by Abe Schwadron | Photo by Noah Graham/NBAE via Getty Images
Wow. How’s that for an opening act?
The Knicks are back! For one day, at least. New York mounted a 17-point first-half lead, then let the Paul Pierce-less C’s come all the way back to take control thanks to a 35-17 third quarter. Luckily for Spike Lee (and courtside buddy Chris Rock) and the MSG faithful, Carmelo Anthony went HAM in the fourth quarter and finished off Boston by sinking a pair of free throws with 16 seconds left. And while Melo led all scorers with 37 points—including 17 in the fourth—it was Rajon Rondo who for most of the game was the best player on the court, helping the Celtics to 51 percent field goal shooting as a team. Rondo attacked the rim, handed out some ridiculous passes, and finished with 31 points, just a point shy of his career-high. Plus, he joined some elite company: Larry Bird is the only other Celtic to post a 30+ point, 10+ assists, 5+ steal game…ever. The rest of his line included 13 dimes, 5 steals and 5 rebounds in 41 minutes.
We’ve got to be careful not to overreact to one game, but the Celtics’ pickup of Brandon Bass (20/11 off the bench) looks like a great find. That said, beyond Bass, Boston’s lack of depth is clearly going to be their biggest issue this season, and if Pierce or any other key piece misses significant time, they’ll be in trouble. Then again, if Rondo plays like that every night, he’d be a lock for NBA MVP. Tough pace to keep up.
Knicks-wise, there were as many negatives as positives, but the W is a welcome holiday gift. Melo was vintage Melo, especially in crunch time. Oddly enough, Tyson Chandler had more blocks (6) than rebounds (3) and played more minutes (37) than any other Knick. Rookie G Iman Shumpert was aggressive, attacking from his first touch. In 22 minutes, he had 11 points (granted, 3-13 shooting), 4 boards and an assist. Unfortunately, New York will be without his services for up to a month after he sprained his MCL on an awkward play under the basket. I think Mike D’Antoni just scheduled an extra round of back rubs for B. Diddy and Bibby.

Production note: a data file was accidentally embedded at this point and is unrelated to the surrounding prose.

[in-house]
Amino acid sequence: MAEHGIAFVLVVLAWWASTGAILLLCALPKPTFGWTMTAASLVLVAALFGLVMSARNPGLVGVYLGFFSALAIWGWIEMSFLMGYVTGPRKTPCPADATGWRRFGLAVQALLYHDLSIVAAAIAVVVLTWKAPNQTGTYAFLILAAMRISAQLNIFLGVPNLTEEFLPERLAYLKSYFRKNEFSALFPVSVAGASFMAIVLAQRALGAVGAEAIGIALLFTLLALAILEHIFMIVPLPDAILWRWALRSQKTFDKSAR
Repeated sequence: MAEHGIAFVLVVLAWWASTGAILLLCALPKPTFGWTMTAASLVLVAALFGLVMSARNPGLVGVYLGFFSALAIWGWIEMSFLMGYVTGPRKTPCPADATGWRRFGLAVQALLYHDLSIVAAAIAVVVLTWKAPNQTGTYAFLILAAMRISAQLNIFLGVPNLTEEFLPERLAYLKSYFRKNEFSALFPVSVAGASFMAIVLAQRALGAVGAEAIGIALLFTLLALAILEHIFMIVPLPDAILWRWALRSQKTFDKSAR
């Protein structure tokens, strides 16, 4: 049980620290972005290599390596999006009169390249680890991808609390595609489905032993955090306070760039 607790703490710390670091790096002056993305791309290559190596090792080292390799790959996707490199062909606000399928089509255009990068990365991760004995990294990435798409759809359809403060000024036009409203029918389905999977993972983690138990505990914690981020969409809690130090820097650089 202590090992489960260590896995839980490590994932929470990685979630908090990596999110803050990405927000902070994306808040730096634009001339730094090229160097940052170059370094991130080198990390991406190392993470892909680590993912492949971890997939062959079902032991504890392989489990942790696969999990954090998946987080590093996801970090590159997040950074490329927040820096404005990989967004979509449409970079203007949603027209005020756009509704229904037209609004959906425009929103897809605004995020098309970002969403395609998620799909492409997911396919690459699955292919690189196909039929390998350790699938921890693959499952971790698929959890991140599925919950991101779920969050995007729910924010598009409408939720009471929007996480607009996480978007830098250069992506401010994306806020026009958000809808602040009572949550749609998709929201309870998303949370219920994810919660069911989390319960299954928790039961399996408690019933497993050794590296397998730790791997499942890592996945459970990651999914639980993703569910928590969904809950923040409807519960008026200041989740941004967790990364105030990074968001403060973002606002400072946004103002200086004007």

Last thing from BOS-NYK: that Kevin Garnett, he’s a nice guy, huh! Missing a potential game-tying shot, then choking out Bill Walker, a nice way to end a Christmas Day game. Although, “what was KG thinking” is probably third on my list of burning questions from that sequence. More pressing wonders are “Why is Bill Walker on the court?” and “What in the world is going on with Bill Walker’s hair?”
Notice served. Miami ain’t playing around. Maybe it was the extra motivation of watching the Mavs raise the ’11 Championship banner in the pre-game. Maybe it was an extended summer’s worth of Finals regret. Whatever the reason, from the go, the Heat ran past the Mavs, opening up a 32-17 lead by the end of the first quarter. The final score doesn’t appropriately capture the way the Heat dominated. At one point in the second half, Miami led by 35 points. It’s then that Lamar Odom decided he’d prefer to sit this one out—he was ejected for arguing a charge call, ending his day with just four points, four rebounds, four fouls, a steal and a pair of turnovers in 13 minutes. Perhaps he had to prep for a hot date with Khloe?
Jason Terry had 23, and Dirk Nowitzki scored 21 despite sitting out the entire fourth quarter, while new addition Vince Carter contributed only five points in 21 minutes. Of Miami’s new faces, Norris Cole (7 points) may have done the most to earn himself more PT going forward. He played as many minutes as starting PG Mario Chalmers, and while he didn’t pick up a single assist, he initiated the offense and allowed Wade and James to get a breather off the ball. Shane Battier logged just four mintues with his nagging sore quad giving him some trouble, and the game well out of reach for Dallas.
Want to see something that explains the Miami Heat? Behold, the “Big 3”:
LeBron James: 37 points (11-19 FG, 15-19 FT), 10 rebounds, 6 assists, 2 steals, 2 blocks in 36 minutes
Dwyane Wade: 26 points (11-21 FG, 4-6 FT), 8 rebounds, 6 assists, 1 steal, 1 block in 35 minutes
Chris Bosh: 4 points (2-9 FG), 7 rebounds, 1 assist, 1 steal, 1 block in 24 minutes
“One of these things is not like the others…” No Heat player scored in double figures save for Wade and James. No matter. ‘Twas a Merry Christmas for Miami.
OKAY THEN. The Bulls and Lakers refused to be overshadowed, putting on a show befitting of the Los Angeles spotlight, complete with a Hollywood ending. Too bad the script was written for the road team. Things started shaky for Chicago, as MVP Derrick Rose went scoreless in the first quarter and didn’t pick up his first bucket of the night until an elbow jumper over Steve Blake found the bottom of the net at 6:58 in the 2nd. Oh, and Carlos Boozer inexplicably had his shot blocked by Derek Fisher early on. But by halftime, the Bulls had opened up a seven-point lead.